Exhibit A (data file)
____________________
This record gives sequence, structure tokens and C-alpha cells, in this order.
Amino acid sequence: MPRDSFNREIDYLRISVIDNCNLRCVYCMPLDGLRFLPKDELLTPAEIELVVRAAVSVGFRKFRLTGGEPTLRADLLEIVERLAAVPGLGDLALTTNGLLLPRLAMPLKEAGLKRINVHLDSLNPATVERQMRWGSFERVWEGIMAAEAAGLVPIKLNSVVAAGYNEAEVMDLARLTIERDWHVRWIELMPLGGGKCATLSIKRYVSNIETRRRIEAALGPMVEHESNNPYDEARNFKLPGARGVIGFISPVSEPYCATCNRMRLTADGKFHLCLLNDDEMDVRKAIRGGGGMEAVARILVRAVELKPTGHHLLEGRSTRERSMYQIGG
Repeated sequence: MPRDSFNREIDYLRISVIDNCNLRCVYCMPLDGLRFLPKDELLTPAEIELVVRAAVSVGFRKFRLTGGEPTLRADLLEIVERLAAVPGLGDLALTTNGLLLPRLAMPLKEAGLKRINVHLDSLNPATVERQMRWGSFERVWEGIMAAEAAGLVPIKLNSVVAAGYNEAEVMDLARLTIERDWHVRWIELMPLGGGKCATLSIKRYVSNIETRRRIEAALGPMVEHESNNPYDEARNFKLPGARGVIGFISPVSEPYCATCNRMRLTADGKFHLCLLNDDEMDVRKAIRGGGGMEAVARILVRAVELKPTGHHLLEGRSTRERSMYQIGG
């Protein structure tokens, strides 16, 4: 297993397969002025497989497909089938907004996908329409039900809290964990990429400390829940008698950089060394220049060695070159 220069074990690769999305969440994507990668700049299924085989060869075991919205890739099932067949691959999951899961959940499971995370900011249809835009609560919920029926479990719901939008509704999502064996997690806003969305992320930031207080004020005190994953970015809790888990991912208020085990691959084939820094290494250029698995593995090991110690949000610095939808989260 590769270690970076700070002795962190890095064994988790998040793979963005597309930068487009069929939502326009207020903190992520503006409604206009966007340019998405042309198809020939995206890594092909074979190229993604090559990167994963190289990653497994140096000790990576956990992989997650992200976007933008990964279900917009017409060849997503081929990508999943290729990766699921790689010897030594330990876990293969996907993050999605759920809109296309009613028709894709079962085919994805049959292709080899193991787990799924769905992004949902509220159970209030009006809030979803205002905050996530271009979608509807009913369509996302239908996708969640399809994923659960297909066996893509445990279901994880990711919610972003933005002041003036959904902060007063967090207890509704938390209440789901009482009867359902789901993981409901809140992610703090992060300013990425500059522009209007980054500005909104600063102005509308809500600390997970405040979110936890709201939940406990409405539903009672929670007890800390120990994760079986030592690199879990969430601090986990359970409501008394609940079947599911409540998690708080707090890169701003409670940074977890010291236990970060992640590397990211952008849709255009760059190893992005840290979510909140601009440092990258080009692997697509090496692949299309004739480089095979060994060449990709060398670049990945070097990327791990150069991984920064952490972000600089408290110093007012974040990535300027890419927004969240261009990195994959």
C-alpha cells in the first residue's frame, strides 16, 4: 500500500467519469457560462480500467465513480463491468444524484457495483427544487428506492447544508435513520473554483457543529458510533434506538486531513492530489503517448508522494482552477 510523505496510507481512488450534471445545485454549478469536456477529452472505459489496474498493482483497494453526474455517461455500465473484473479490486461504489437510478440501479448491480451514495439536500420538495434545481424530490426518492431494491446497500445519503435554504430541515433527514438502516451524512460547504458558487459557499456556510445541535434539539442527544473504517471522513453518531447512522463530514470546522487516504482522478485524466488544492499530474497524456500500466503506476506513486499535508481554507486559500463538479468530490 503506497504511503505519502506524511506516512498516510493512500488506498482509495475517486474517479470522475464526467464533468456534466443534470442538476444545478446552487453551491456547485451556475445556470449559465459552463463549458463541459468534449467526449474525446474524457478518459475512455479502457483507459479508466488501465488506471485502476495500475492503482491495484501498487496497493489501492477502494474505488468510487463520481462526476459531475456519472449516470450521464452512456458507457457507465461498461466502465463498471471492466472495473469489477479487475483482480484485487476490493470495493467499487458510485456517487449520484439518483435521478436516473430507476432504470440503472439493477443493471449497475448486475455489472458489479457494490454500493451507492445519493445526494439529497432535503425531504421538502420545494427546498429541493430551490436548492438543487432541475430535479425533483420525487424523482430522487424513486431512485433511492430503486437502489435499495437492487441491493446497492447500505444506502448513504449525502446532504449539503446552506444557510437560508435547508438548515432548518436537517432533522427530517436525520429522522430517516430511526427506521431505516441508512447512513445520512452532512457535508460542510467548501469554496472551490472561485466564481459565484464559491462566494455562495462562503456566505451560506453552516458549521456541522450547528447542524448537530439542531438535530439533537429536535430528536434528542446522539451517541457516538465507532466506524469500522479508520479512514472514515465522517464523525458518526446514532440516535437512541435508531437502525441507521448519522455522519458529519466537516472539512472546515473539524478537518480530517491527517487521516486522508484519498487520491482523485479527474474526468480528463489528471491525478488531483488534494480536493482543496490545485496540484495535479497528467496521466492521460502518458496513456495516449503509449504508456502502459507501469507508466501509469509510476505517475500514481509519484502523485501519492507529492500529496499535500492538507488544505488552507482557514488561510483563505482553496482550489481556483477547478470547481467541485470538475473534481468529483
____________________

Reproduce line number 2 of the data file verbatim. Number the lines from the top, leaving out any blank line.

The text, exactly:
Amino acid sequence: MPRDSFNREIDYLRISVIDNCNLRCVYCMPLDGLRFLPKDELLTPAEIELVVRAAVSVGFRKFRLTGGEPTLRADLLEIVERLAAVPGLGDLALTTNGLLLPRLAMPLKEAGLKRINVHLDSLNPATVERQMRWGSFERVWEGIMAAEAAGLVPIKLNSVVAAGYNEAEVMDLARLTIERDWHVRWIELMPLGGGKCATLSIKRYVSNIETRRRIEAALGPMVEHESNNPYDEARNFKLPGARGVIGFISPVSEPYCATCNRMRLTADGKFHLCLLNDDEMDVRKAIRGGGGMEAVARILVRAVELKPTGHHLLEGRSTRERSMYQIGG